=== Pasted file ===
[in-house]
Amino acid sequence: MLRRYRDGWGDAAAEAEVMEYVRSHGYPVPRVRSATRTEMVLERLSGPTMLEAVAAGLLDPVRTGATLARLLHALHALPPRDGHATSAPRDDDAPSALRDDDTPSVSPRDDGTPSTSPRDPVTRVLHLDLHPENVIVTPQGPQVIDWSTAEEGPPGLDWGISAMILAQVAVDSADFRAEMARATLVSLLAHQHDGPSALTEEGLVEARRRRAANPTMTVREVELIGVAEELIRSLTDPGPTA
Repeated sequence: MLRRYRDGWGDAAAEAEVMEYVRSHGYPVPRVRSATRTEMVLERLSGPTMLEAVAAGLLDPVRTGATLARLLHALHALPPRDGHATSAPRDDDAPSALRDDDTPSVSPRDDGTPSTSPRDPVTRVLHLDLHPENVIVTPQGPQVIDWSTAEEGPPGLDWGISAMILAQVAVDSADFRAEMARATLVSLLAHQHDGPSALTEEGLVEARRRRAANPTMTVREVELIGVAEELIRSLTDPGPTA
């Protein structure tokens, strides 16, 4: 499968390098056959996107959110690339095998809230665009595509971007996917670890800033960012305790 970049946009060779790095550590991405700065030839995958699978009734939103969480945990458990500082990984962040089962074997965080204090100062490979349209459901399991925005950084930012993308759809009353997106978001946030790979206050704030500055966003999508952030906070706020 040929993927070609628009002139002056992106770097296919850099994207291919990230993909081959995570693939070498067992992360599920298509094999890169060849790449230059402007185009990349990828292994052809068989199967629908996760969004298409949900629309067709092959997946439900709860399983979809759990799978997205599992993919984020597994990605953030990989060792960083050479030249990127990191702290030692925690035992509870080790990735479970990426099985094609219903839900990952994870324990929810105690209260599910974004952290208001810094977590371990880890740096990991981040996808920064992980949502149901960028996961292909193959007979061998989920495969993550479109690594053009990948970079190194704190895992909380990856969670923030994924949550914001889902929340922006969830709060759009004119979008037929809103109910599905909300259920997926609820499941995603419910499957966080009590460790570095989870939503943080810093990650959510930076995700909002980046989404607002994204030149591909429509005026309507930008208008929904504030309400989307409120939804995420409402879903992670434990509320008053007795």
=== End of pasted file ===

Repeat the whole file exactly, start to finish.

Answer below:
[in-house]
Amino acid sequence: MLRRYRDGWGDAAAEAEVMEYVRSHGYPVPRVRSATRTEMVLERLSGPTMLEAVAAGLLDPVRTGATLARLLHALHALPPRDGHATSAPRDDDAPSALRDDDTPSVSPRDDGTPSTSPRDPVTRVLHLDLHPENVIVTPQGPQVIDWSTAEEGPPGLDWGISAMILAQVAVDSADFRAEMARATLVSLLAHQHDGPSALTEEGLVEARRRRAANPTMTVREVELIGVAEELIRSLTDPGPTA
Repeated sequence: MLRRYRDGWGDAAAEAEVMEYVRSHGYPVPRVRSATRTEMVLERLSGPTMLEAVAAGLLDPVRTGATLARLLHALHALPPRDGHATSAPRDDDAPSALRDDDTPSVSPRDDGTPSTSPRDPVTRVLHLDLHPENVIVTPQGPQVIDWSTAEEGPPGLDWGISAMILAQVAVDSADFRAEMARATLVSLLAHQHDGPSALTEEGLVEARRRRAANPTMTVREVELIGVAEELIRSLTDPGPTA
């Protein structure tokens, strides 16, 4: 499968390098056959996107959110690339095998809230665009595509971007996917670890800033960012305790 970049946009060779790095550590991405700065030839995958699978009734939103969480945990458990500082990984962040089962074997965080204090100062490979349209459901399991925005950084930012993308759809009353997106978001946030790979206050704030500055966003999508952030906070706020 040929993927070609628009002139002056992106770097296919850099994207291919990230993909081959995570693939070498067992992360599920298509094999890169060849790449230059402007185009990349990828292994052809068989199967629908996760969004298409949900629309067709092959997946439900709860399983979809759990799978997205599992993919984020597994990605953030990989060792960083050479030249990127990191702290030692925690035992509870080790990735479970990426099985094609219903839900990952994870324990929810105690209260599910974004952290208001810094977590371990880890740096990991981040996808920064992980949502149901960028996961292909193959007979061998989920495969993550479109690594053009990948970079190194704190895992909380990856969670923030994924949550914001889902929340922006969830709060759009004119979008037929809103109910599905909300259920997926609820499941995603419910499957966080009590460790570095989870939503943080810093990650959510930076995700909002980046989404607002994204030149591909429509005026309507930008208008929904504030309400989307409120939804995420409402879903992670434990509320008053007795």